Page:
But some other veterans developed grave doubts about the war and their own actions as soldiers. They questioned the reasons for U.S. involvement in Vietnam, and they felt deep regret about the death and destruction the war had caused the Vietnamese people. Such doubts were very hard on veterans, because they made it seem as if their sacrifices in Vietnam had been meaningless.

African American veterans were particularly affected by doubts about their military service. They returned home to communities that had strong antiwar feelings. Black leaders had opposed the Vietnam War from the beginning because they felt it took the country's attention away from the civil rights movement and social programs designed to benefit the poor. "Black people would say there was no reason for a black man to be there," veteran Robert L. Young notes in Vietnam Shadows. "It's not his war. His war is here at home."

Some Vietnam veterans became active in the antiwar movement when they returned to the United States. In the later years of the conflict, veterans were among the most effective activists opposing the war. People on both sides respected their views and took them seriously. By 1971—when conflicts within the antiwar movement had reduced its effectiveness—Vietnam Veterans Against the War (VVAW) became one of the most important antiwar groups. (See box titled "Veterans Join the Fight against the War" in Chapter 8, "The American Antiwar Movement.")

Changing American views toward veterans

As waves of Vietnam veterans returned home in the late 1960s and early 1970s, the nation was locked in a bitter debate about the war. The heated arguments within the United States over military involvement in Vietnam kept most people from welcoming the veterans or recognizing their service. "Ignoring the Vietnam vet was just one part of the more general phenomenon of ignoring the nation's entire, shattering, unhappy Vietnam experience in all of its aspects," David Levy writes in The Debate over Vietnam.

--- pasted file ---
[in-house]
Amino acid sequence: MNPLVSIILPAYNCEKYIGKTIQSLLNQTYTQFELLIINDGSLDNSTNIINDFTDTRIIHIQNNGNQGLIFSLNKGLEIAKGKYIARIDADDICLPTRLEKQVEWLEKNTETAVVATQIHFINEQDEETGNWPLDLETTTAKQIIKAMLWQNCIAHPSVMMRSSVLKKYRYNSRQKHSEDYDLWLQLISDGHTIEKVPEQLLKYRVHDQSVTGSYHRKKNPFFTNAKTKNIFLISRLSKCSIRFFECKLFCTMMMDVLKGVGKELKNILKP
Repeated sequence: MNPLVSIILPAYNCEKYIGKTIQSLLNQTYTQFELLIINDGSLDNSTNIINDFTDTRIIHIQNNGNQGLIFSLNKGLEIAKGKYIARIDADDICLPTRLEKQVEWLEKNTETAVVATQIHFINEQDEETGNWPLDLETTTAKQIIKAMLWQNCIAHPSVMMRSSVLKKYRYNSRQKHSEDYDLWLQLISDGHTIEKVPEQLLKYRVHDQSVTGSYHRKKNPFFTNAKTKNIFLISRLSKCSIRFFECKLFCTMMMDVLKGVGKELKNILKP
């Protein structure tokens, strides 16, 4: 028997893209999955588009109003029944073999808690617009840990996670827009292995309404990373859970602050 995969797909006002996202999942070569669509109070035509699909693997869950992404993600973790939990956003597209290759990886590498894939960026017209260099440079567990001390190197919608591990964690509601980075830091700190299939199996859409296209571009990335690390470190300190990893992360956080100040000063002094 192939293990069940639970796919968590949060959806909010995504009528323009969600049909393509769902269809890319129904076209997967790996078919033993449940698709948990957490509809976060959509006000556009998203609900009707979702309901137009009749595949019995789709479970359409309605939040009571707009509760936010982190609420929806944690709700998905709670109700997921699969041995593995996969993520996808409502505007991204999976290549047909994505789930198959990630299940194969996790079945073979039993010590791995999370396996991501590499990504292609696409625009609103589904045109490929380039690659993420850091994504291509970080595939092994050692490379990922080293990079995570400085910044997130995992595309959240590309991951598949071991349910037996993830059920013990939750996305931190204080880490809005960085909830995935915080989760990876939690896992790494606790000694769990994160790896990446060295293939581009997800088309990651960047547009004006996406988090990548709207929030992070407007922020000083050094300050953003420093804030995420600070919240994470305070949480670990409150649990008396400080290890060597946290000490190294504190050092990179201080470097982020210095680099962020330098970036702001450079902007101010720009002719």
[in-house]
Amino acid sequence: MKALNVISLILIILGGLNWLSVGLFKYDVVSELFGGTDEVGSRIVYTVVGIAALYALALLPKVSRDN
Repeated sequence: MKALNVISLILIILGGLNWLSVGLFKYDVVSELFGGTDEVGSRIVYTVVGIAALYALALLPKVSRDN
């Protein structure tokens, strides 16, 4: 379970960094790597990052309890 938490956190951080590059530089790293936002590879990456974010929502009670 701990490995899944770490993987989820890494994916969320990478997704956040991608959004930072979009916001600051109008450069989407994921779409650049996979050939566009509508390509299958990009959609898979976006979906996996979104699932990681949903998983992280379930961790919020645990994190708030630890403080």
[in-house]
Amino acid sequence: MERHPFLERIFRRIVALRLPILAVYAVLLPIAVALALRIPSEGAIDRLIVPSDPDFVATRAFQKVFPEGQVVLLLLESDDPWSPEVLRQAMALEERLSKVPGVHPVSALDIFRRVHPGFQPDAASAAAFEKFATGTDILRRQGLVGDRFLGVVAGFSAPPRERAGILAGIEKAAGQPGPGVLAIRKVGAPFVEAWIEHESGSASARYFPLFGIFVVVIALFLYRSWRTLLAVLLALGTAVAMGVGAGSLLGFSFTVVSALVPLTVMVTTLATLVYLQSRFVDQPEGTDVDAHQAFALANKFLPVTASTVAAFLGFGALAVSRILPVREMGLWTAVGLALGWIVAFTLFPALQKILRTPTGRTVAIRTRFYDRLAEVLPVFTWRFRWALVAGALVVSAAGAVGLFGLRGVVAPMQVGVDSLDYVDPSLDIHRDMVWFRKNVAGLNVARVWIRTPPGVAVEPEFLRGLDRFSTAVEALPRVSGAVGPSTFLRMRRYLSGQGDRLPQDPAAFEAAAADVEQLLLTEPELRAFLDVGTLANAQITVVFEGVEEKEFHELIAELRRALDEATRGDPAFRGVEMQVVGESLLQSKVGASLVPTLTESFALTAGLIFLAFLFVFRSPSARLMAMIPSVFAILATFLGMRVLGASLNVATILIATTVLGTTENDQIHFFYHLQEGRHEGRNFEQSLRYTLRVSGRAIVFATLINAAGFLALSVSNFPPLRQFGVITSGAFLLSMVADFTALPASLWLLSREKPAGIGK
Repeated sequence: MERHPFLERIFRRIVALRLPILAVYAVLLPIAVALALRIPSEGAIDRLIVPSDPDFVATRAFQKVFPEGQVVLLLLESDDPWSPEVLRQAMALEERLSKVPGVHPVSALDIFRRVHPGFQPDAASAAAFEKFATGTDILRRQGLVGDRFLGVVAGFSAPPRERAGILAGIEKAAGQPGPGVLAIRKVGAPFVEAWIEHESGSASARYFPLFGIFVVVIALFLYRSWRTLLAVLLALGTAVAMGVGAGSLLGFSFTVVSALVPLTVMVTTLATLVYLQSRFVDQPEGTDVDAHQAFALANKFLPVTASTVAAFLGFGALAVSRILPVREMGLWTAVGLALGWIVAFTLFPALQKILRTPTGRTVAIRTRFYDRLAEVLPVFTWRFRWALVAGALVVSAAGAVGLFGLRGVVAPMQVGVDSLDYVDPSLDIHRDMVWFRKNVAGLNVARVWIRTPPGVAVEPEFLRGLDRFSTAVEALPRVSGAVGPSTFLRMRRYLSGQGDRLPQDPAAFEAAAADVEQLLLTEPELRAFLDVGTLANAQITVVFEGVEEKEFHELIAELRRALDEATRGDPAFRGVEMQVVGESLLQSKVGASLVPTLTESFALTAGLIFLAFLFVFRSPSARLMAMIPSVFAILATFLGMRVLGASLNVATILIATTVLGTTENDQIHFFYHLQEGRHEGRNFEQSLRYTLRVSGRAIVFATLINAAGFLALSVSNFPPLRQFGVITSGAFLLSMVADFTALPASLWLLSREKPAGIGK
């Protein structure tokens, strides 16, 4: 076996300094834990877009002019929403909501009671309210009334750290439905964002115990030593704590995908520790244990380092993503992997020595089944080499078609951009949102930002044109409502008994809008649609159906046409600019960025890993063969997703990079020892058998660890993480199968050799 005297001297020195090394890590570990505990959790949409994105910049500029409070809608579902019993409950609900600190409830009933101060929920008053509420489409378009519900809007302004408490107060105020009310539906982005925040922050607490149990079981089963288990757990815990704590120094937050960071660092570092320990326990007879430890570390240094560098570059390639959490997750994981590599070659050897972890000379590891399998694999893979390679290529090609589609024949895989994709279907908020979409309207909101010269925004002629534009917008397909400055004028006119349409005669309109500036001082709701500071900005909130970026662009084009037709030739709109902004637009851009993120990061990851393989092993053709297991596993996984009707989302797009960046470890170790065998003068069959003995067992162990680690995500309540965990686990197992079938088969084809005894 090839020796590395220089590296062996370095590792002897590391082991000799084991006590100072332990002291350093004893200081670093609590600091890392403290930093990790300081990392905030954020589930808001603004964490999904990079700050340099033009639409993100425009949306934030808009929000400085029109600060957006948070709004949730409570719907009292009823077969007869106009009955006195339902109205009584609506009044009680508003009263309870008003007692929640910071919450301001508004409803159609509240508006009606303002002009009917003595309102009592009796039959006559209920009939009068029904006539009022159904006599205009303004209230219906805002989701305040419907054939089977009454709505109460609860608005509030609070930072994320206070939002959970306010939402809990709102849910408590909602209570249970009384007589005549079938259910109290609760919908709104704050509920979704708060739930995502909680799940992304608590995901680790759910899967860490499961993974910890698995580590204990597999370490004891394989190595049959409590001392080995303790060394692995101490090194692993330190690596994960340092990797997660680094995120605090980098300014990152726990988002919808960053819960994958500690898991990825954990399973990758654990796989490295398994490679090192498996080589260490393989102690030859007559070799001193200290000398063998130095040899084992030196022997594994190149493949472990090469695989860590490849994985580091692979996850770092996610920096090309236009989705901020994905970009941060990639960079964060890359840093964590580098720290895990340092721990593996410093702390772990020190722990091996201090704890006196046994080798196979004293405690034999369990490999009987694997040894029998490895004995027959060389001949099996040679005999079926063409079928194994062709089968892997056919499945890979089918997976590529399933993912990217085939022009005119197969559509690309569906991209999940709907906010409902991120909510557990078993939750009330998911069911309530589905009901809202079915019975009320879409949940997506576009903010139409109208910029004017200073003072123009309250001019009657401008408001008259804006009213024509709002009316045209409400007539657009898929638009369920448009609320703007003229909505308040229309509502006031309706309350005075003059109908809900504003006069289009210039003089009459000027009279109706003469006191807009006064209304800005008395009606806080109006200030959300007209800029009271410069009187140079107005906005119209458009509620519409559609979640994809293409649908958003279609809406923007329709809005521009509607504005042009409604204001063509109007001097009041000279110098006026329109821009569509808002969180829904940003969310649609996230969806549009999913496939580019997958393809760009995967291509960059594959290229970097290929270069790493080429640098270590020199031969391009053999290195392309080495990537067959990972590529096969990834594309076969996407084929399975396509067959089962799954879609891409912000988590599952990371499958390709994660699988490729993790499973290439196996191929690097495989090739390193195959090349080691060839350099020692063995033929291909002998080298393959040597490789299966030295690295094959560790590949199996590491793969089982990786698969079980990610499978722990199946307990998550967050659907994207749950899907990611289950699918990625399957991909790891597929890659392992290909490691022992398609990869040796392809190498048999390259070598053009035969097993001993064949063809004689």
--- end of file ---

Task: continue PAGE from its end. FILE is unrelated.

By the 1980s, however, many Americans began to change their views of Vietnam veterans. They began to see that even if the war was wrong, most of the men who fought it were just ordinary guys doing their jobs. Many people started to feel sympathy and even gratitude toward the veterans. Soldiers who had served in Vietnam finally began receiving recognition and marching in holiday parades across the country. In 1985, Newsweek reported that "America's Vietnam veterans, once viewed with a mixture of indifference and outright hostility by their countrymen, are now widely regarded as national heroes."

Sources

Appy, Christian G. Working-Class War: American Combat Soldiers and Vietnam. Chapel Hill: University of North Carolina Press, 1993.

Dougan, Clark, and Stephen Weiss, eds. The American Experience in Vietnam. New York: W. W. Norton, 1988.

Figley, Charles R., and Seymour Leventman, eds. Strangers at Home: Vietnam Veterans since the War. New York: Praeger, 1980.

Helmer, John. Bringing the War Home: The American Soldier in Vietnam andAfter. New York: Free Press, 1974.

Hubbell, John, with Andrew Jones and Kenneth Y. Tomlinson. P.O.W.: ADefinitive History of the American Prisoner-of-War Experience in Vietnam, 1964–1973. New York: Reader's Digest Press, 1976.

Isaacs, Arnold R. Vietnam Shadows: The War, Its Ghosts, and Its Legacy. Baltimore: Johns Hopkins University Press, 1997.

MacPherson, Myra. Long Time Passing: Vietnam and the Haunted Generation. Garden City, NY: Doubleday, 1984.

Starr, Paul. The Discarded Army. New York: Charterhouse, 1974.


Words to Know

Post-Traumatic Stress Syndrome (PTSS) A set of psychological problems that are caused by exposure to a dangerous or disturbing situation, such as combat. People who suffer from PTSS may have symptoms such as depression, flashbacks, nightmares, and angry outbursts. The condition is also known as Post-Traumatic Stress Disorder (PTSD).

Veteran A former member of the armed forces; sometimes called a "vet" for short.

Veterans Administration A U.S. government agency responsible for providing medical care, insurance, pensions, and other benefits to American veterans of Vietnam and other wars.



American Prisoners of War (POWs)